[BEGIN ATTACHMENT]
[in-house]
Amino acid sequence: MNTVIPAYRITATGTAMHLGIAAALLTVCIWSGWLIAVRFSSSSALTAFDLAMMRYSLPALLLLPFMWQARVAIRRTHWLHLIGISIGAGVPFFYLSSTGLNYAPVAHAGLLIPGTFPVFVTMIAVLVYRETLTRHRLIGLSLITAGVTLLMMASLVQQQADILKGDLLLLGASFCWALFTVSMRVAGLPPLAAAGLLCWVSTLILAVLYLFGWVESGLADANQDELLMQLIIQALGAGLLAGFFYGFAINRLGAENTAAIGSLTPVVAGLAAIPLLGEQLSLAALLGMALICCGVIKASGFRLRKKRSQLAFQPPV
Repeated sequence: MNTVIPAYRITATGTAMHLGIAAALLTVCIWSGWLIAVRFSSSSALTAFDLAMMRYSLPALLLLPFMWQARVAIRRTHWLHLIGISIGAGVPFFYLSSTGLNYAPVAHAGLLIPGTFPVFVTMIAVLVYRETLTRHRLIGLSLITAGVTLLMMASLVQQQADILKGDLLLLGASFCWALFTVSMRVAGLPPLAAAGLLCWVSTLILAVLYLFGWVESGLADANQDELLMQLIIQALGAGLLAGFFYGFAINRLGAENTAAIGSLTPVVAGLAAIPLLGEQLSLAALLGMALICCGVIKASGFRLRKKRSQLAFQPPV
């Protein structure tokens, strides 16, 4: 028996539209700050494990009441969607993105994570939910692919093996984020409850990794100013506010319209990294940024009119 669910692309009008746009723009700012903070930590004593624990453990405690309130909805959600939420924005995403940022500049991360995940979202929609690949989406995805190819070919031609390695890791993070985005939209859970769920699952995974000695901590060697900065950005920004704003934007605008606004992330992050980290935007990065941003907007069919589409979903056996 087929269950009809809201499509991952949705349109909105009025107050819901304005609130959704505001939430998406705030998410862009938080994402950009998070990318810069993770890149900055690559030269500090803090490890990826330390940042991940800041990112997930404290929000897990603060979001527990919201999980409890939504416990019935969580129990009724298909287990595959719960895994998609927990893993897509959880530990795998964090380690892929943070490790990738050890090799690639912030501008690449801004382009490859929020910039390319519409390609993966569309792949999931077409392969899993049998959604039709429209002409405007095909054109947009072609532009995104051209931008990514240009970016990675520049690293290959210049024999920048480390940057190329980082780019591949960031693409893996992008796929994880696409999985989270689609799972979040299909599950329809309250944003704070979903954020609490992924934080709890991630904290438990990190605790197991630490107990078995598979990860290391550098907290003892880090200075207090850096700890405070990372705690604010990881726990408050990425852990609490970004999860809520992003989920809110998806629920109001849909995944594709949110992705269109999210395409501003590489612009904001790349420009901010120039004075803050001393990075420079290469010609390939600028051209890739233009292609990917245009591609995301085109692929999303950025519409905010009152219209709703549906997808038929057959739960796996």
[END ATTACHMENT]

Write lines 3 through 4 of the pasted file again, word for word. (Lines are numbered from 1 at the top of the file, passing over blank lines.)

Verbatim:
Repeated sequence: MNTVIPAYRITATGTAMHLGIAAALLTVCIWSGWLIAVRFSSSSALTAFDLAMMRYSLPALLLLPFMWQARVAIRRTHWLHLIGISIGAGVPFFYLSSTGLNYAPVAHAGLLIPGTFPVFVTMIAVLVYRETLTRHRLIGLSLITAGVTLLMMASLVQQQADILKGDLLLLGASFCWALFTVSMRVAGLPPLAAAGLLCWVSTLILAVLYLFGWVESGLADANQDELLMQLIIQALGAGLLAGFFYGFAINRLGAENTAAIGSLTPVVAGLAAIPLLGEQLSLAALLGMALICCGVIKASGFRLRKKRSQLAFQPPV
């Protein structure tokens, strides 16, 4: 028996539209700050494990009441969607993105994570939910692919093996984020409850990794100013506010319209990294940024009119 669910692309009008746009723009700012903070930590004593624990453990405690309130909805959600939420924005995403940022500049991360995940979202929609690949989406995805190819070919031609390695890791993070985005939209859970769920699952995974000695901590060697900065950005920004704003934007605008606004992330992050980290935007990065941003907007069919589409979903056996 087929269950009809809201499509991952949705349109909105009025107050819901304005609130959704505001939430998406705030998410862009938080994402950009998070990318810069993770890149900055690559030269500090803090490890990826330390940042991940800041990112997930404290929000897990603060979001527990919201999980409890939504416990019935969580129990009724298909287990595959719960895994998609927990893993897509959880530990795998964090380690892929943070490790990738050890090799690639912030501008690449801004382009490859929020910039390319519409390609993966569309792949999931077409392969899993049998959604039709429209002409405007095909054109947009072609532009995104051209931008990514240009970016990675520049690293290959210049024999920048480390940057190329980082780019591949960031693409893996992008796929994880696409999985989270689609799972979040299909599950329809309250944003704070979903954020609490992924934080709890991630904290438990990190605790197991630490107990078995598979990860290391550098907290003892880090200075207090850096700890405070990372705690604010990881726990408050990425852990609490970004999860809520992003989920809110998806629920109001849909995944594709949110992705269109999210395409501003590489612009904001790349420009901010120039004075803050001393990075420079290469010609390939600028051209890739233009292609990917245009591609995301085109692929999303950025519409905010009152219209709703549906997808038929057959739960796996």